So the title works really well and it actually means purgation of the soul through one’s emotions and that shows on this album, through the whole thing from Corona virus to the decimation of the planet and everything. So yeah, that stuck with us and we thought, "We'll keep it with a K as well," which is also the German spelling, so we kept it true to his artwork. It also makes for a nice question for an interview! We've had that about three times now!

Oz: At least I looked up the etymology instead of asking why you spelt it wrong! Well, like you said, you've been steadily releasing albums since "Sanctuary," all with one word titles, the last one being "Gravity," what’s changed between "Gravity" and "Katharsis"?

Tino: Not a lot really. Some of these songs are from "Gravity" actually. So it was just a question of being locked down throughout the whole Corona virus and working on it remotely and having the time to work on it as well, because we'd sort of get into Zoom meetings, talk about certain elements of the band and we all did it at home. Jean-Pierre Kerkhofs, who engineered and mixed the album, we did the mixes at his studio in Belgium last time, but this time we obviously couldn't go over there and oversee it.

Also last time we recorded the drums at his studio but this time we couldn’t move around so much, so Hans, who's got a great studio at home as well, had Jean-Pierre bring a few more mics over to his house and recorded his drums there and sent us the files, along with all the files that we’d sent him as well. John did his vocals at his girlfriend's father's place, where he’s got a little studio and we got the best out of him. We got him to do about six takes of each song with different inflections, so we chopped it up and chose the best bits. Some of them it was very much the second performance that we went for and then repaired it with the other takes, so we could just slice a few little other bits in here and there to polish it.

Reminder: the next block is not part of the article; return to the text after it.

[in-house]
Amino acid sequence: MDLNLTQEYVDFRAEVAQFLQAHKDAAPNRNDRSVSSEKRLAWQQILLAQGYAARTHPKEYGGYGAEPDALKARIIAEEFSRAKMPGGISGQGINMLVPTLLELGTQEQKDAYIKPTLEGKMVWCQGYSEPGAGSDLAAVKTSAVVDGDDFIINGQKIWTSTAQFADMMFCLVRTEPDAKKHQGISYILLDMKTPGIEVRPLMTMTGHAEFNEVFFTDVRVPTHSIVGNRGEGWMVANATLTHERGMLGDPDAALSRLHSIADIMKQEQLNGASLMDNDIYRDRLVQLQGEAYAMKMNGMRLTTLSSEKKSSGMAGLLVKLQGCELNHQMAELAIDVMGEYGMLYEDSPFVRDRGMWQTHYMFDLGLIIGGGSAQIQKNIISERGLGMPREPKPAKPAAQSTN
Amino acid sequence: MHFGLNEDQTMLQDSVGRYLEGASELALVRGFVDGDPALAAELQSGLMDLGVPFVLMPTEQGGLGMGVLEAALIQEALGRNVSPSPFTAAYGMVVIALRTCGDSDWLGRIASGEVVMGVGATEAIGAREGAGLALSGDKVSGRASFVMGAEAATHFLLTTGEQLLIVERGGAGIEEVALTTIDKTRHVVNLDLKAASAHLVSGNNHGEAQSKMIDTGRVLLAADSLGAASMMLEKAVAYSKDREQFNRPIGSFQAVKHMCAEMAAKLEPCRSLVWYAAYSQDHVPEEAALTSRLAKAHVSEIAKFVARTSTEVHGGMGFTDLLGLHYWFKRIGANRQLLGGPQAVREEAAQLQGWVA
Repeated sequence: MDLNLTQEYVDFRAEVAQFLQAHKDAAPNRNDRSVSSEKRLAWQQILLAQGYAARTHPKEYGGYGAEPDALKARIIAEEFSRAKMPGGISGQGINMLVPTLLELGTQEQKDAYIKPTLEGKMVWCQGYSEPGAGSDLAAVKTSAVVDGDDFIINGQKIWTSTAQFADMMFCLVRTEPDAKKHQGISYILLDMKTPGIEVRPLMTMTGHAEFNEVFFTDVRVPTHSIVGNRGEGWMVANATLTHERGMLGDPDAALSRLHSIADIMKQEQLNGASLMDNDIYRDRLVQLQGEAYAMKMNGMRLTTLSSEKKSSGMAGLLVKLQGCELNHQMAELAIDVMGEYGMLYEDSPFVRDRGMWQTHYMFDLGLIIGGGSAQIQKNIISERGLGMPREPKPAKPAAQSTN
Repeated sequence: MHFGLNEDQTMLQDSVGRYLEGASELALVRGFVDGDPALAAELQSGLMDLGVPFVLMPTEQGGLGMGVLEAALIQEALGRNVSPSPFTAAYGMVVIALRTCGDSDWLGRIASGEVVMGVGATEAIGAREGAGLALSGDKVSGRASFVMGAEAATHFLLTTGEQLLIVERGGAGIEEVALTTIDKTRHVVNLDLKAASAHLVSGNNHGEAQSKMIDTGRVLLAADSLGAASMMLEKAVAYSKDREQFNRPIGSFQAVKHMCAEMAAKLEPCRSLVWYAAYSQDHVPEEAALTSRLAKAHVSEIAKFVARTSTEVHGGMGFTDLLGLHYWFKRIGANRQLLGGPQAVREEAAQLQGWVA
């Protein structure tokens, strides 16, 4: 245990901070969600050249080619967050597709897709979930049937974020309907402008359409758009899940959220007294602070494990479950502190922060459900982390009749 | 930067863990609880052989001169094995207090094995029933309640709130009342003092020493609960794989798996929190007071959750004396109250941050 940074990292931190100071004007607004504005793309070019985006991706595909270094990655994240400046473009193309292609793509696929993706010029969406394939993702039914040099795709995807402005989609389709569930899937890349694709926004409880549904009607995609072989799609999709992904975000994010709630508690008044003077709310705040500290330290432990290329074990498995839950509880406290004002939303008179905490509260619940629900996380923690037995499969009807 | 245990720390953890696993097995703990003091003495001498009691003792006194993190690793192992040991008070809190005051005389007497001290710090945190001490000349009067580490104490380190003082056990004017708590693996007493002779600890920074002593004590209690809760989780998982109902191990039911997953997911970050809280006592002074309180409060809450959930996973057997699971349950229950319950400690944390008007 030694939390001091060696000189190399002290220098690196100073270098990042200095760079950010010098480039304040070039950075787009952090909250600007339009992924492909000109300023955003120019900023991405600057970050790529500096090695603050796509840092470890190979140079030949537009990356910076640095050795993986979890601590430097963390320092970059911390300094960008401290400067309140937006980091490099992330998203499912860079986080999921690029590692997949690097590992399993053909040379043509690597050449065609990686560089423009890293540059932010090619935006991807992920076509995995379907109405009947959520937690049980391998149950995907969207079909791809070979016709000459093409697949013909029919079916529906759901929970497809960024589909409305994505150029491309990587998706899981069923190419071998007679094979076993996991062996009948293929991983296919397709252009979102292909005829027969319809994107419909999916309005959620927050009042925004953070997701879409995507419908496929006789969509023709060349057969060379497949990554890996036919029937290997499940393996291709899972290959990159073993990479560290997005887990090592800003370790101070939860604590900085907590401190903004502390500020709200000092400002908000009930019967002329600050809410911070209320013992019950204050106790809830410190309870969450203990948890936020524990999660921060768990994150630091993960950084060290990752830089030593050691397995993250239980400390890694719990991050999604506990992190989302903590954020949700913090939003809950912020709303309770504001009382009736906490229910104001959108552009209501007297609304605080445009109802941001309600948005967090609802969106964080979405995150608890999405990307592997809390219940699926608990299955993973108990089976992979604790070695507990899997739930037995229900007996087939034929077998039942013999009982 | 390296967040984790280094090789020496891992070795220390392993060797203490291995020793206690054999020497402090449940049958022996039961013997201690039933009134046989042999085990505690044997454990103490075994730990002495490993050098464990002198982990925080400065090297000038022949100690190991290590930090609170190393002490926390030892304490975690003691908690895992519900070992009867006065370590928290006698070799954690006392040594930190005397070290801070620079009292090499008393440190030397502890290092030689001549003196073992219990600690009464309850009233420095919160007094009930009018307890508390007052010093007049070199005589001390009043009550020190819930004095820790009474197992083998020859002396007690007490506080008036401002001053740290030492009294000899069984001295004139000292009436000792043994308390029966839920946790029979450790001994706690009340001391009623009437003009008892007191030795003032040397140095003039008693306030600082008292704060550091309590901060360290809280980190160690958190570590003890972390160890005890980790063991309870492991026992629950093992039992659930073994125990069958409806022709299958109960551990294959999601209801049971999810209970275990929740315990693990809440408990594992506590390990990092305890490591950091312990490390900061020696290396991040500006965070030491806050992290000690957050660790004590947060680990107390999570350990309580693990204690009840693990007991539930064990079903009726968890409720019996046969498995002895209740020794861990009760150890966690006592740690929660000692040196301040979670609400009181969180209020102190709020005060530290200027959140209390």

Oz: And have you recorded albums like this before where the musicians were all separate?